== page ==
Prosecutorial discretion and discretion, more broadly, figured greatly in related policy changes undertaken by the Trump Administration, including but not limited to the travel bans, the curtailment of refugee numbers, and the increase in “no-court” removals. These were, themselves, discretionary choices that are inconsistent with and undermine the values of compassion and efficiency that should be central to our immigration policy. These policies are discussed in detail in Banned, which includes a qualitative research component based on interviews with twenty-one affected families, former government officials, and attorneys/advocates on the ground.

In the first one hundred days, the Biden administration has taken good first steps which includes issuing “interim” civil enforcement priorities, creating a process by which cases can be reviewed, reaffirming the role of prosecutorial discretion in immigration law, and preserving the security of Deferred Action for Childhood Arrivals, itself a form of prosecutorial discretion.

Moving forward, the Biden administration should issue bold prosecutorial discretion policy that is agency wide, with attention to defining prosecutorial discretion and its history; reaffirm previous memoranda on prosecutorial discretion, including the instruction by the former INS Commissioner Doris Meissner that officers “are not only authorized by law but expected to exercise discretion in a judicious manner at all stages of the enforcement process;” add deeper language on the kinds of enforcement actions which are “against DHS policy” similar to the language in a memorandum by former ICE head John Morton involving victims and witnesses to crime; expand of the “location” at which enforcement actions should be discouraged if not dismantled, among them schools, hospitals, places of worship, and courthouses; include a general policy against large scale enforcement actions; and reaffirm that discretion should be exercised at the earliest stages of the immigration enforcement process, consistent with policy guidance dating back to at least 1976.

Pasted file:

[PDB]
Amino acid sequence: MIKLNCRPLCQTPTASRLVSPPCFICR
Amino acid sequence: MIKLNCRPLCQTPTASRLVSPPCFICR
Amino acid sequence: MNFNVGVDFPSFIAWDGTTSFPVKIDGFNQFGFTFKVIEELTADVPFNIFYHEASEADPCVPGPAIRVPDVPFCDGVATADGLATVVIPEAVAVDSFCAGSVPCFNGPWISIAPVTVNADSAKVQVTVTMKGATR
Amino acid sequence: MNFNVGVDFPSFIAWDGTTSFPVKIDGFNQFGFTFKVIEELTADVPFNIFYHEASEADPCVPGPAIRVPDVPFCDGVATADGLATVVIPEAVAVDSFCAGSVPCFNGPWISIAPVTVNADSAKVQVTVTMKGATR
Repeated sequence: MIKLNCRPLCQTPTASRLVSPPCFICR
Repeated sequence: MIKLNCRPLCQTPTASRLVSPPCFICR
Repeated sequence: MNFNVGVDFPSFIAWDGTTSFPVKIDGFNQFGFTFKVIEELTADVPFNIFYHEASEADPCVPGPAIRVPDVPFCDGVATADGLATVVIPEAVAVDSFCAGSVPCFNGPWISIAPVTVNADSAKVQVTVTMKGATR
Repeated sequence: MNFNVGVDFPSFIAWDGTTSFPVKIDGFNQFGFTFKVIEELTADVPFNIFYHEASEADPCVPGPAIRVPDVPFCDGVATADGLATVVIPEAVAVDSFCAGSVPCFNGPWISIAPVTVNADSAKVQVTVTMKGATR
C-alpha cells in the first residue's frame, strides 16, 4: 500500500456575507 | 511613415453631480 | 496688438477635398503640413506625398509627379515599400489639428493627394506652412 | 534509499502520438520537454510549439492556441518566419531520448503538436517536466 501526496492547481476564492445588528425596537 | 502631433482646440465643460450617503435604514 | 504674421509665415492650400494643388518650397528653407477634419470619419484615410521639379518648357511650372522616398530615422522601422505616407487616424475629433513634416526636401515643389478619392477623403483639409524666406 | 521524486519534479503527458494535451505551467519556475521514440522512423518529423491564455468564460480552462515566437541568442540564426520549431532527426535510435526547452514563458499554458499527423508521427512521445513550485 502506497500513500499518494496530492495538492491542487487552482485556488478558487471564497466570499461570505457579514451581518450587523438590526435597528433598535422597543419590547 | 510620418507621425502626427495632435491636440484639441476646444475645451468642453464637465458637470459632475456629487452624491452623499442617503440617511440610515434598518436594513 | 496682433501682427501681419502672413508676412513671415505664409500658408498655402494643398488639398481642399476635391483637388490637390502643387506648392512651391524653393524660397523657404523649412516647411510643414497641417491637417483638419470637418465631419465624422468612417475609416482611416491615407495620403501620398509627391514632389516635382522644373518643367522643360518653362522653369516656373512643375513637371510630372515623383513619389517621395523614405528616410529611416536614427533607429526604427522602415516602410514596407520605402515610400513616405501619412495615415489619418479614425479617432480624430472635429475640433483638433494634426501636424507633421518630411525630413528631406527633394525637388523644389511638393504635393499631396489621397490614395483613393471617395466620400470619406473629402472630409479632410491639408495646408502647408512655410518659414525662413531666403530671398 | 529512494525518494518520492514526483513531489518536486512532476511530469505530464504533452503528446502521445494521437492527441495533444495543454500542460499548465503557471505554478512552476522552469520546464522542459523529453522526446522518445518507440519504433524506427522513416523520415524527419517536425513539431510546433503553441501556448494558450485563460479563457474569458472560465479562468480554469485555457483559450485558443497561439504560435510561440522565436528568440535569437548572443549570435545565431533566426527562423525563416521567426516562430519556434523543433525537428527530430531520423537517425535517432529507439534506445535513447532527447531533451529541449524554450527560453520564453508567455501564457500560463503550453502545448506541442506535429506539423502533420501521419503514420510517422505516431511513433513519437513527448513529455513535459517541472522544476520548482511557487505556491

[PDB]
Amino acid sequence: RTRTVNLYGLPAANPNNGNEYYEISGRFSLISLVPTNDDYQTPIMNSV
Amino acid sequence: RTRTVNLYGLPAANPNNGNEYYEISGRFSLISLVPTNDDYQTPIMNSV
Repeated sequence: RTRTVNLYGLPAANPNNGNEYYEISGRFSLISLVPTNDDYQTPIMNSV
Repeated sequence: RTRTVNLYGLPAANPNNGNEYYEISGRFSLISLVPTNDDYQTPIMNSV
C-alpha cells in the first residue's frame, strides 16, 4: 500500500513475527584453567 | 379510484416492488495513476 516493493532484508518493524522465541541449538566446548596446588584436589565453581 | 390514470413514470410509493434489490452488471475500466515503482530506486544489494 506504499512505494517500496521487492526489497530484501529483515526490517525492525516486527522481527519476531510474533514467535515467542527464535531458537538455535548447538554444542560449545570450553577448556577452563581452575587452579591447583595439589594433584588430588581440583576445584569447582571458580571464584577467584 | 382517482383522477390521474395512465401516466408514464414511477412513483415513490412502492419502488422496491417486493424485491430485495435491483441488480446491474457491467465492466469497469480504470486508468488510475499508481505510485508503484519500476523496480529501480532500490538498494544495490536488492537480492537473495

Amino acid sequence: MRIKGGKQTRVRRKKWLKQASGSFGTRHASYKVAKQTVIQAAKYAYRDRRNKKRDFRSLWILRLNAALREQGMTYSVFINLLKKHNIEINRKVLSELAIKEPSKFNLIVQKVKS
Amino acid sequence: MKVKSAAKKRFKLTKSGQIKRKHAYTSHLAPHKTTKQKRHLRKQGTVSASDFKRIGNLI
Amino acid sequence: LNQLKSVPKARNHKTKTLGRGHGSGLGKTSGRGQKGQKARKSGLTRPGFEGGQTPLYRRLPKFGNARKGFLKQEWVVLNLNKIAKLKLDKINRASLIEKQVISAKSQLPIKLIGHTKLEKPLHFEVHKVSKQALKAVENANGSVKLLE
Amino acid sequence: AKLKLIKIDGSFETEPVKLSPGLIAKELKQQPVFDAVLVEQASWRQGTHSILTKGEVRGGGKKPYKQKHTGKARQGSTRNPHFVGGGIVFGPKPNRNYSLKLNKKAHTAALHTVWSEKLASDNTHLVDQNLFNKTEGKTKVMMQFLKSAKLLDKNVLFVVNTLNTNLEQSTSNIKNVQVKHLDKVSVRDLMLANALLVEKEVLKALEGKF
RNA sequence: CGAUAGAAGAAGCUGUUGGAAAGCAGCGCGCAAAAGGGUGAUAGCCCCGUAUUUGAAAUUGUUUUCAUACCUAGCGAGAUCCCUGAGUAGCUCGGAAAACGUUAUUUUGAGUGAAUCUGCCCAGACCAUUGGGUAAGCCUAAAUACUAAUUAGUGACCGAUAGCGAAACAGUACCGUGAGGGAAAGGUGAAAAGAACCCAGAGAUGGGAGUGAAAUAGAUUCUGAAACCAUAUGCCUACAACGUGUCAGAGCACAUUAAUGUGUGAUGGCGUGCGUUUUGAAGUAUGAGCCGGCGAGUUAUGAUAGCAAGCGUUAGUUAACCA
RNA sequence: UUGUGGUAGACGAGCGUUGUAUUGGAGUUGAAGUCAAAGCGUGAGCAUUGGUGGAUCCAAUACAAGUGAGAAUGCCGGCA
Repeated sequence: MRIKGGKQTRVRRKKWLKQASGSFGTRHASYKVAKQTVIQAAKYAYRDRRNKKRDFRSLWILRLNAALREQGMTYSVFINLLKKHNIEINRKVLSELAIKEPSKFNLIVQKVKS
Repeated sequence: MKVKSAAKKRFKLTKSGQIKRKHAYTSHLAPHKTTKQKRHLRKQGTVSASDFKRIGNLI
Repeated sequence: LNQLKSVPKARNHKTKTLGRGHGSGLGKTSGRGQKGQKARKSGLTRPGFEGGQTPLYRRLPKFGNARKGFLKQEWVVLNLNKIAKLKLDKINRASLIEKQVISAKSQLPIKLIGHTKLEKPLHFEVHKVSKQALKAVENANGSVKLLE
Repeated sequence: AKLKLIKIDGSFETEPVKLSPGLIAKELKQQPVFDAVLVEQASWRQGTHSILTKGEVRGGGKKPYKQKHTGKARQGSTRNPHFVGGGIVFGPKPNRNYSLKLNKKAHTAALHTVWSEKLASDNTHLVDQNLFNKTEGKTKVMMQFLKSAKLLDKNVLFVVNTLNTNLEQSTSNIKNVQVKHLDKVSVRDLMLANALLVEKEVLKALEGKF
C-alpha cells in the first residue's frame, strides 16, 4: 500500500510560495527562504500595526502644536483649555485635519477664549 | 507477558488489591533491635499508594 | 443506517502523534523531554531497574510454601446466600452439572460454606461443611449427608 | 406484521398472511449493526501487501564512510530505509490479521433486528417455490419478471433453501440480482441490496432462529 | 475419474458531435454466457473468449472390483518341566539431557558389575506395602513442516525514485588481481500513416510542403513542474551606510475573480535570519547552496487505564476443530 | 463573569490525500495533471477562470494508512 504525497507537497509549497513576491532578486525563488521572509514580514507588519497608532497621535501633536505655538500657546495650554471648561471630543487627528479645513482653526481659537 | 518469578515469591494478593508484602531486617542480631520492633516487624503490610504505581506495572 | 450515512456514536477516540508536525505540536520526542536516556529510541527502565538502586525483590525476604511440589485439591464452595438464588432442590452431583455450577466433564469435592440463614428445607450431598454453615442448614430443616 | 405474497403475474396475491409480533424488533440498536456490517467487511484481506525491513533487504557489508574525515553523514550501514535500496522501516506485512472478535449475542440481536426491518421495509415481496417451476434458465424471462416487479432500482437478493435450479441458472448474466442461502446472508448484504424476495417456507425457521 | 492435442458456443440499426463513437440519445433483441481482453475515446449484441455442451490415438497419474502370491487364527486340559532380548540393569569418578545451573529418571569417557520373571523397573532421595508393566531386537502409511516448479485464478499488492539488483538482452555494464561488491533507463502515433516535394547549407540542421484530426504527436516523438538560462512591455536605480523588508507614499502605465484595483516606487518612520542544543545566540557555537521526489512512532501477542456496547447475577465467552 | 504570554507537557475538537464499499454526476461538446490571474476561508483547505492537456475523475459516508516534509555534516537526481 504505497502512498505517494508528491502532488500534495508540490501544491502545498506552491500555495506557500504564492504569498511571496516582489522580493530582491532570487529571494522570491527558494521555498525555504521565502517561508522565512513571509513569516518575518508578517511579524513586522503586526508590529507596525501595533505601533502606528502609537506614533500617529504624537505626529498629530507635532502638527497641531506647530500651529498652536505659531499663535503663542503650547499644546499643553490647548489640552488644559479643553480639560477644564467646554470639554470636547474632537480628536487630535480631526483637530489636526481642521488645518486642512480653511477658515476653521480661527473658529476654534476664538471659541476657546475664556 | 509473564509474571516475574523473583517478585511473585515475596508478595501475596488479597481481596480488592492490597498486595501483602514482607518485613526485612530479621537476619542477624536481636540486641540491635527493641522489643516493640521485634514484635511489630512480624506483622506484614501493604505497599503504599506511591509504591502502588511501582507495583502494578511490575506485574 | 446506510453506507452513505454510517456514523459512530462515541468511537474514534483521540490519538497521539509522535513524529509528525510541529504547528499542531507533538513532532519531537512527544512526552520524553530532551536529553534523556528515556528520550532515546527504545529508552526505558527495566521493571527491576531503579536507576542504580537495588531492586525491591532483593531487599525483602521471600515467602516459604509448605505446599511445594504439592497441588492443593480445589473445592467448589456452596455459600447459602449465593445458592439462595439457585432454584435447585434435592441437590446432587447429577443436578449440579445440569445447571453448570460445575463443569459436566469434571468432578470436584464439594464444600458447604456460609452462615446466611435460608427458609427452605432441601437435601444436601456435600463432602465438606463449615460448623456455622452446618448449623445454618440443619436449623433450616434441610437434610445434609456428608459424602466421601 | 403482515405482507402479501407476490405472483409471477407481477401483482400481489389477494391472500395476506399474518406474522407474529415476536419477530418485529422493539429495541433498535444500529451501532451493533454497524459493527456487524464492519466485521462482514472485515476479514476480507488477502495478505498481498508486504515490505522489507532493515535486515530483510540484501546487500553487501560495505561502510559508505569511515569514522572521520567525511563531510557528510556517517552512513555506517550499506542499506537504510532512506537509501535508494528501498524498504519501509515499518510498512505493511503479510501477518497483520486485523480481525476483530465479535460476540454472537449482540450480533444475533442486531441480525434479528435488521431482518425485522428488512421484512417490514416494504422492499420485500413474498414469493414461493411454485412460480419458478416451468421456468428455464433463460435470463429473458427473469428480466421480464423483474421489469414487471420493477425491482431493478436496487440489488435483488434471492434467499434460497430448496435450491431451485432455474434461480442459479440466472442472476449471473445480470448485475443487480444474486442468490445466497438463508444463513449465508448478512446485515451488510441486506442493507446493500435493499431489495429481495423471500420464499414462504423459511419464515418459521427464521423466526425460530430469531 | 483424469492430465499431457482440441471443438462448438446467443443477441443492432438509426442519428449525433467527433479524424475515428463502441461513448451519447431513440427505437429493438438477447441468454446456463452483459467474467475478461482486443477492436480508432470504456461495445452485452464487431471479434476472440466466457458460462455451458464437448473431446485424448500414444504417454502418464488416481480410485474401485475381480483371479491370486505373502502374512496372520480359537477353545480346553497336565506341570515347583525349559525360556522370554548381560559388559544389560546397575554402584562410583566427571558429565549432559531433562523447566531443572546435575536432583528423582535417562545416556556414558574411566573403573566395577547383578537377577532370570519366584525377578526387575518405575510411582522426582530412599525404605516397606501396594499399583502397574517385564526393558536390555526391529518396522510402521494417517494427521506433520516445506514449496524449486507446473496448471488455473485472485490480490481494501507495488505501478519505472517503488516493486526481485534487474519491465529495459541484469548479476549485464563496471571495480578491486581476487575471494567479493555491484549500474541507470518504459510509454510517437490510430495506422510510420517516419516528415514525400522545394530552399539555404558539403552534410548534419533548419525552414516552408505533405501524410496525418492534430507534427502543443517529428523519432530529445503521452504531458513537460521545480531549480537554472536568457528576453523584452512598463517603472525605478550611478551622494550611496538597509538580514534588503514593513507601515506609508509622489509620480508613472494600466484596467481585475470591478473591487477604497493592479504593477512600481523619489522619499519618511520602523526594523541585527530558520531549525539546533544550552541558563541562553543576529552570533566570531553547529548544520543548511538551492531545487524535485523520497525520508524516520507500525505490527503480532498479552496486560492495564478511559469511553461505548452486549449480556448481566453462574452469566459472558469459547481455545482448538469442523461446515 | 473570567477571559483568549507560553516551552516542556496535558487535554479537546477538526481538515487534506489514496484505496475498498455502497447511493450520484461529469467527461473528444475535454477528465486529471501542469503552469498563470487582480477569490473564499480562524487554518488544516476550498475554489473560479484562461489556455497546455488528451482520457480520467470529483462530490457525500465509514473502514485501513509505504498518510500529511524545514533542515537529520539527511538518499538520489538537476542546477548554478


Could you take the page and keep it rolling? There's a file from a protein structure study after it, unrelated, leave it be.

Looking specifically at the current interim guidance on enforcement priorities and discretion, the Biden administration should ensure that its “mitigating factors” are applied to all three enforcement priorities. Further, it should revisit the scope “priority two”, which pertains to recent entrants, and provide an exception for humanitarian cases. Additionally, the guidance should be more explicit about the importance of using prosecutorial discretion at every stage of the enforcement process as opposed to just offering a menu. Also, future guidance should center on the importance of discretionary decisions before removal proceedings are triggered. DHS attorneys should play a role in reviewing Notices to Appear and determining whether those Notices should be filed with the immigration court. Future guidance should also expand the list of humanitarian factors that should receive “particular attention” when making discretionary decisions and include those harmed by now discredited or repealed policies such as family separation or the Muslim or Africa Ban as a factor deserving of protection. Finally, the reporting requirements already included in the interim guidance should be specific enough to include the stages at which discretion was exercised, the numerical outcomes from the case review process, and data along lines of nationality and race. These reports should be publicly available.

I am encouraged about the future, and hope that future policy on prosecutorial discretion is guided by the rule of law, history, and equity.